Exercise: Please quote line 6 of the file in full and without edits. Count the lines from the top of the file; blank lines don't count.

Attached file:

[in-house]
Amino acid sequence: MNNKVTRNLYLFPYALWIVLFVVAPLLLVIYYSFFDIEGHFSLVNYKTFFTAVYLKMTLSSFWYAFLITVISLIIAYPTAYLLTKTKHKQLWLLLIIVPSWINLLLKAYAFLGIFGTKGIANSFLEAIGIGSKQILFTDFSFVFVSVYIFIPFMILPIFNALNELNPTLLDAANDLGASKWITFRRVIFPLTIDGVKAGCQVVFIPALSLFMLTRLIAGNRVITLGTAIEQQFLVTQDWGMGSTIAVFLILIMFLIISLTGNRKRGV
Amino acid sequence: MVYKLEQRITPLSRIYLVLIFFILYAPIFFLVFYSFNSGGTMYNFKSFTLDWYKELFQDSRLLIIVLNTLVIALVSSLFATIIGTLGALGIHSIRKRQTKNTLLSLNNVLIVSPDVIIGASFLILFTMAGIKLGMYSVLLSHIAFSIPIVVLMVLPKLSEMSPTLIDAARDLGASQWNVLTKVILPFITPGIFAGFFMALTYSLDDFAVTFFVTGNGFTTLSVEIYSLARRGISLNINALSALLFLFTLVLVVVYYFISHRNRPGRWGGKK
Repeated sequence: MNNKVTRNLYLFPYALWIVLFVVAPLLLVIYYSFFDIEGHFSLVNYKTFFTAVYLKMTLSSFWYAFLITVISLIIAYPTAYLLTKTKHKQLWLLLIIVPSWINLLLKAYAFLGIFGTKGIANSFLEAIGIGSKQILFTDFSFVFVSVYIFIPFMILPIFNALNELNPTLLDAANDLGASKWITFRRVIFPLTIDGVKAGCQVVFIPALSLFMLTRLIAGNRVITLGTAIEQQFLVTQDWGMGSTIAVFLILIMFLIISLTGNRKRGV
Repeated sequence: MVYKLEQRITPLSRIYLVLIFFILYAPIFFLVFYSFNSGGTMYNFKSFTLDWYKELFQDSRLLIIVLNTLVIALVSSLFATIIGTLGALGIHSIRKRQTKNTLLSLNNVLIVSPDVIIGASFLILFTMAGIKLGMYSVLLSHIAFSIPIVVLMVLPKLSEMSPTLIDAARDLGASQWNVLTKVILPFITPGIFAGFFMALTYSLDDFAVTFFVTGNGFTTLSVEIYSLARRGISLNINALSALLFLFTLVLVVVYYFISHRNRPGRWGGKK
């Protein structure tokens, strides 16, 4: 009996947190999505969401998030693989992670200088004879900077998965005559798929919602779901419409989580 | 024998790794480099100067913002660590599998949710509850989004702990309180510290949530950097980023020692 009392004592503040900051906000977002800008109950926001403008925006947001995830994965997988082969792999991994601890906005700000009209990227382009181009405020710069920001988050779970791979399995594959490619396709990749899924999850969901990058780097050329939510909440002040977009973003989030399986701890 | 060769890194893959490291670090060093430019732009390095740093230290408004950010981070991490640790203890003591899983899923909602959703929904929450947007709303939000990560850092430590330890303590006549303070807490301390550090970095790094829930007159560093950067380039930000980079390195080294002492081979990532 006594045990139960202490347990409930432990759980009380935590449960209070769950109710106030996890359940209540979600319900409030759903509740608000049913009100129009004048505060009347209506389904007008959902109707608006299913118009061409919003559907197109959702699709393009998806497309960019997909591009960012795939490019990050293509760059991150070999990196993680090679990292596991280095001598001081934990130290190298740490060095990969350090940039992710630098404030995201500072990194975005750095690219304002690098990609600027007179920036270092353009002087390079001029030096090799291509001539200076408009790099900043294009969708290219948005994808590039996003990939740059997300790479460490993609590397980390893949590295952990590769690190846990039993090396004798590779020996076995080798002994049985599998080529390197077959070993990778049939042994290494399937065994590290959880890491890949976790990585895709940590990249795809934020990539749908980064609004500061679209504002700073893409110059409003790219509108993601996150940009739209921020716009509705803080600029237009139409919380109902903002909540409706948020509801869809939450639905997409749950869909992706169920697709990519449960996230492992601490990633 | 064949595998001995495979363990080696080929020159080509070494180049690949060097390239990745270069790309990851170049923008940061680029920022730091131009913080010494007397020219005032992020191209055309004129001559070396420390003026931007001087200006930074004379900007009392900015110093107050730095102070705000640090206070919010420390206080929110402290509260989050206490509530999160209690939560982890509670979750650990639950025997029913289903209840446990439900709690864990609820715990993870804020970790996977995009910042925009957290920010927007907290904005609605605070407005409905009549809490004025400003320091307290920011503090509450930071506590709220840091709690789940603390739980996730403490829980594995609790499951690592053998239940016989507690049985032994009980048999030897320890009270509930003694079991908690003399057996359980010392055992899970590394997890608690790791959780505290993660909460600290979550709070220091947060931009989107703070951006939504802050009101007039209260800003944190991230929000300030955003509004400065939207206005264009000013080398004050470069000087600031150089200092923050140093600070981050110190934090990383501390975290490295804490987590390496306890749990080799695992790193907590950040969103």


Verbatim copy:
């Protein structure tokens, strides 16, 4: 009996947190999505969401998030693989992670200088004879900077998965005559798929919602779901419409989580 | 024998790794480099100067913002660590599998949710509850989004702990309180510290949530950097980023020692 009392004592503040900051906000977002800008109950926001403008925006947001995830994965997988082969792999991994601890906005700000009209990227382009181009405020710069920001988050779970791979399995594959490619396709990749899924999850969901990058780097050329939510909440002040977009973003989030399986701890 | 060769890194893959490291670090060093430019732009390095740093230290408004950010981070991490640790203890003591899983899923909602959703929904929450947007709303939000990560850092430590330890303590006549303070807490301390550090970095790094829930007159560093950067380039930000980079390195080294002492081979990532 006594045990139960202490347990409930432990759980009380935590449960209070769950109710106030996890359940209540979600319900409030759903509740608000049913009100129009004048505060009347209506389904007008959902109707608006299913118009061409919003559907197109959702699709393009998806497309960019997909591009960012795939490019990050293509760059991150070999990196993680090679990292596991280095001598001081934990130290190298740490060095990969350090940039992710630098404030995201500072990194975005750095690219304002690098990609600027007179920036270092353009002087390079001029030096090799291509001539200076408009790099900043294009969708290219948005994808590039996003990939740059997300790479460490993609590397980390893949590295952990590769690190846990039993090396004798590779020996076995080798002994049985599998080529390197077959070993990778049939042994290494399937065994590290959880890491890949976790990585895709940590990249795809934020990539749908980064609004500061679209504002700073893409110059409003790219509108993601996150940009739209921020716009509705803080600029237009139409919380109902903002909540409706948020509801869809939450639905997409749950869909992706169920697709990519449960996230492992601490990633 | 064949595998001995495979363990080696080929020159080509070494180049690949060097390239990745270069790309990851170049923008940061680029920022730091131009913080010494007397020219005032992020191209055309004129001559070396420390003026931007001087200006930074004379900007009392900015110093107050730095102070705000640090206070919010420390206080929110402290509260989050206490509530999160209690939560982890509670979750650990639950025997029913289903209840446990439900709690864990609820715990993870804020970790996977995009910042925009957290920010927007907290904005609605605070407005409905009549809490004025400003320091307290920011503090509450930071506590709220840091709690789940603390739980996730403490829980594995609790499951690592053998239940016989507690049985032994009980048999030897320890009270509930003694079991908690003399057996359980010392055992899970590394997890608690790791959780505290993660909460600290979550709070220091947060931009989107703070951006939504802050009101007039209260800003944190991230929000300030955003509004400065939207206005264009000013080398004050470069000087600031150089200092923050140093600070981050110190934090990383501390975290490295804490987590390496306890749990080799695992790193907590950040969103």